Offers with Neo4j

If you have started or are thinking about starting a Graph project, you ought to get in touch with me. I’ve been involved in hundreds of graph database backed projects and chances are I can point you in the right direction. It doesn’t cost anything to get on a goto meeting for an hour and talk about it. Contact me at max@neo4j.com to schedule it. If you are very serious and have a little budget allocated then I recommend you sign up for one of our bootcamps. You’ll be amazed at what we can accomplish together in a very short time. I’ll even make you a deal, if you sign up for a bootcamp and end up buying a commercial license, we’ll give you a week of professional services absolutely free.

That’s my offer, but today I also want to talk about your offers. Neo4j has many retailers as clients and one of their use cases is making offers to their customers. I was with a client today who had seen my boolean logic rules engine and decision tree blog posts and they were considering going that route for their offers, but threw down the challenge of being able to do offers by just using Cypher. Their requirements were that offers can be of three types: “AllOf” offers require that the customer have all the requirements in order to be triggered, “AnyOf” offers which required just one of the requirements to be met, and “Majority” which required the majority of requirements to be met. The model could look like this:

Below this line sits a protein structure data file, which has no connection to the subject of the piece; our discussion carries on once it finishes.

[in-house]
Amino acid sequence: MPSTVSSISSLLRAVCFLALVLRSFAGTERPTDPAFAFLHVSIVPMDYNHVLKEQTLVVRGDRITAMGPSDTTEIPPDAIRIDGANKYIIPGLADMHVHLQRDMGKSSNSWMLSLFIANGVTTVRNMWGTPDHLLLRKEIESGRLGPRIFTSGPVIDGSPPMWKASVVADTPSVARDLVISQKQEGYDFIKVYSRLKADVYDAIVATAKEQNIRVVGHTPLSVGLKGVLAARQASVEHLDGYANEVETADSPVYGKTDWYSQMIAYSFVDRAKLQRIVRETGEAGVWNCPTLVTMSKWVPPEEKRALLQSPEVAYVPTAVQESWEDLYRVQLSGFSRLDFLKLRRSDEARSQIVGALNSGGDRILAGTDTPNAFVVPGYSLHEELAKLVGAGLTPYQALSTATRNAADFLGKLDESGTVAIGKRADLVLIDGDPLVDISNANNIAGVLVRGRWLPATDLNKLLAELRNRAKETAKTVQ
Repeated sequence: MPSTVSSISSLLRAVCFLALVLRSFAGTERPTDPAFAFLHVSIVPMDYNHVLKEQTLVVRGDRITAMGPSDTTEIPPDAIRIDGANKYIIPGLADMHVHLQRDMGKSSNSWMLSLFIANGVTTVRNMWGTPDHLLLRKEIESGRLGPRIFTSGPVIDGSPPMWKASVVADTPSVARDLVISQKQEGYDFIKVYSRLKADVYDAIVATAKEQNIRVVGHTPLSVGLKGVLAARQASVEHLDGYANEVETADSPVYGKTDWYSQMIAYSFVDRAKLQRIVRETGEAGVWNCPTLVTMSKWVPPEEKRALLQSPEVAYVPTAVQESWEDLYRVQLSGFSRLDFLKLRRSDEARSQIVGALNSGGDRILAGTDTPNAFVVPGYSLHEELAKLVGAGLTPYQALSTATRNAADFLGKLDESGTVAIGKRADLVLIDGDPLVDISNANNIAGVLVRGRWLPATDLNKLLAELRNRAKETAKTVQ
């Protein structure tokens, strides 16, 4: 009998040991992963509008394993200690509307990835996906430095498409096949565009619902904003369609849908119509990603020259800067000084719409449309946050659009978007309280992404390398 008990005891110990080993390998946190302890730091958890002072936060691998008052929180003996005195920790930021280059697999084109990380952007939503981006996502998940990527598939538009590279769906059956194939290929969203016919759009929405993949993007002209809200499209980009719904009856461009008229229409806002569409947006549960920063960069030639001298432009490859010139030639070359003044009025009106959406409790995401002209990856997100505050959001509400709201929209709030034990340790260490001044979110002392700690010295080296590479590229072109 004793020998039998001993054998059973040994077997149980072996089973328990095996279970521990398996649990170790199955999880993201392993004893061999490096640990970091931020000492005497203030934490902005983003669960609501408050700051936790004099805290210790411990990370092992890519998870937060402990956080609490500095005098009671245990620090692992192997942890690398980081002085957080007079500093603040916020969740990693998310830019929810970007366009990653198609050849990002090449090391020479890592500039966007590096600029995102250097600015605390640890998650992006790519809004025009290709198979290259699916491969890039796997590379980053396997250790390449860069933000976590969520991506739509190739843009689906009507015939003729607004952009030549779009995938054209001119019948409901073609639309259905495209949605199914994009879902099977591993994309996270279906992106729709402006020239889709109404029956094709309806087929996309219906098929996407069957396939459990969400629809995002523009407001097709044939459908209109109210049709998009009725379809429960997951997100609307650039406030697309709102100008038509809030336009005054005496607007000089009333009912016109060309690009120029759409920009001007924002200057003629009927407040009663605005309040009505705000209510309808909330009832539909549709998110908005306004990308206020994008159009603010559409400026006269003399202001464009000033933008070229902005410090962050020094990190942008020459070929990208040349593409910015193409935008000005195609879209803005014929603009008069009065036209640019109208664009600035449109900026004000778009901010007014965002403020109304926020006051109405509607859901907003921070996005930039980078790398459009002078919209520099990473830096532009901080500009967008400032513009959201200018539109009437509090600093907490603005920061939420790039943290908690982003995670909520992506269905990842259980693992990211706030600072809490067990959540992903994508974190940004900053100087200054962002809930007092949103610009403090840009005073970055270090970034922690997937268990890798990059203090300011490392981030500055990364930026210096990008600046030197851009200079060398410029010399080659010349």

Let’s go ahead and create some sample data:

 
CREATE (o:Offer { name: "Offer 1", type:"Majority",
             from_date: date({ year: 2018, month: 5, day: 1 }),
               to_date: date({ year: 2018, month: 5, day: 30 }) }),
(req1:Requirement {id:"Product 1"})<-[:REQUIRES]-(o),
(req2:Requirement {id:"Product 2"})<-[:REQUIRES]-(o),
(req3:Requirement {id:"New Customer"})<-[:REQUIRES]-(o),
(req4:Requirement {id:"In Illinois"})<-[:REQUIRES]-(o),
       (o2:Offer { name: "Offer 2", type:"AnyOf",
              from_date: date({ year: 2018, month: 5, day: 1 }),
                to_date: date({ year: 2018, month: 5, day: 30 })}),
(req5:Requirement {id:"Existing Customer"})<-[:REQUIRES]-(o2),
(req6:Requirement {id:"Last Purchase > 30 Days Ago"})<-[:REQUIRES]-(o2),
(req7:Requirement {id:"In California"})<-[:REQUIRES]-(o2),
       (o3:Offer { name: "Offer 3", type:"AllOf",
              from_date: date({ year: 2018, month: 5, day: 1 }),
                to_date: date({ year: 2018, month: 5, day: 30 })}),
(req1)<-[:REQUIRES]-(o3),
(req2)<-[:REQUIRES]-(o3),
(req3)<-[:REQUIRES]-(o3)

Which looks like this in the Neo4j Browser:

Now we are ready to write our query. It needs to return offers that are valid today, they need to be relevant to the customer so they need to have at least one requirement in common with the customer. We must return the offer, the requirements we meet, all of the offers requirements, the missing requirements and wether or not we meet those requirements. That sound pretty complicated, but let’s see the finished query and then we can walk through it in steps:

 
MATCH (req:Requirement)<-[:REQUIRES]-(o:Offer)
WHERE o.from_date < date() < o.to_date
  AND req.id IN ["Product 1", "Product 2", "In Illinois", "Existing Customer"]
WITH o, COLLECT(req.id) AS have
MATCH (o)-[:REQUIRES]->(reqs:Requirement)
WITH o, have, COLLECT(reqs.id) AS need
RETURN o, have, need, 
CASE o.type